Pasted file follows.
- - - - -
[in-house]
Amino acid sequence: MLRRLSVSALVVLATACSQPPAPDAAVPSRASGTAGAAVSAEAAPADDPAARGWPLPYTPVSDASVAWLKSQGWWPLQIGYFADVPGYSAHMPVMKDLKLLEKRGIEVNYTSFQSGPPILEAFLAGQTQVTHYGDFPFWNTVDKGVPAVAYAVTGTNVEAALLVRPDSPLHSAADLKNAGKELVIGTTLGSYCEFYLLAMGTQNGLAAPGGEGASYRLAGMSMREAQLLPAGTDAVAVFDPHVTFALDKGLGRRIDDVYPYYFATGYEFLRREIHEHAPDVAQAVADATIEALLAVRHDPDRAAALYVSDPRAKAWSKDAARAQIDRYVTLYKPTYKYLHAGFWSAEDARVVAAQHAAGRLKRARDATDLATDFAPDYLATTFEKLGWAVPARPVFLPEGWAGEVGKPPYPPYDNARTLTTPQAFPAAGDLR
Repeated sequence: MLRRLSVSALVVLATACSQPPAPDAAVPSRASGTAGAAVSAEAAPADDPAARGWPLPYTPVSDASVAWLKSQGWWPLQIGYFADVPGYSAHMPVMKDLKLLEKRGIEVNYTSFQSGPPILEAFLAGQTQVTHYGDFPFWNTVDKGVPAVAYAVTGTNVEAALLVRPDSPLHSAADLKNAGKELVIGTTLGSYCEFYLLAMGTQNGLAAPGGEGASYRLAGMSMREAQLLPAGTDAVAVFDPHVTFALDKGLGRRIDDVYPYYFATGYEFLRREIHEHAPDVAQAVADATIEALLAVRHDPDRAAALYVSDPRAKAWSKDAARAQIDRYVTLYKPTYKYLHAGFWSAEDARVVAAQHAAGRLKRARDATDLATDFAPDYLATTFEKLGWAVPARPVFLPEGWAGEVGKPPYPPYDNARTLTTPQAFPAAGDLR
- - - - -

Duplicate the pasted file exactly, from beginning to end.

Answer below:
[in-house]
Amino acid sequence: MLRRLSVSALVVLATACSQPPAPDAAVPSRASGTAGAAVSAEAAPADDPAARGWPLPYTPVSDASVAWLKSQGWWPLQIGYFADVPGYSAHMPVMKDLKLLEKRGIEVNYTSFQSGPPILEAFLAGQTQVTHYGDFPFWNTVDKGVPAVAYAVTGTNVEAALLVRPDSPLHSAADLKNAGKELVIGTTLGSYCEFYLLAMGTQNGLAAPGGEGASYRLAGMSMREAQLLPAGTDAVAVFDPHVTFALDKGLGRRIDDVYPYYFATGYEFLRREIHEHAPDVAQAVADATIEALLAVRHDPDRAAALYVSDPRAKAWSKDAARAQIDRYVTLYKPTYKYLHAGFWSAEDARVVAAQHAAGRLKRARDATDLATDFAPDYLATTFEKLGWAVPARPVFLPEGWAGEVGKPPYPPYDNARTLTTPQAFPAAGDLR
Repeated sequence: MLRRLSVSALVVLATACSQPPAPDAAVPSRASGTAGAAVSAEAAPADDPAARGWPLPYTPVSDASVAWLKSQGWWPLQIGYFADVPGYSAHMPVMKDLKLLEKRGIEVNYTSFQSGPPILEAFLAGQTQVTHYGDFPFWNTVDKGVPAVAYAVTGTNVEAALLVRPDSPLHSAADLKNAGKELVIGTTLGSYCEFYLLAMGTQNGLAAPGGEGASYRLAGMSMREAQLLPAGTDAVAVFDPHVTFALDKGLGRRIDDVYPYYFATGYEFLRREIHEHAPDVAQAVADATIEALLAVRHDPDRAAALYVSDPRAKAWSKDAARAQIDRYVTLYKPTYKYLHAGFWSAEDARVVAAQHAAGRLKRARDATDLATDFAPDYLATTFEKLGWAVPARPVFLPEGWAGEVGKPPYPPYDNARTLTTPQAFPAAGDLR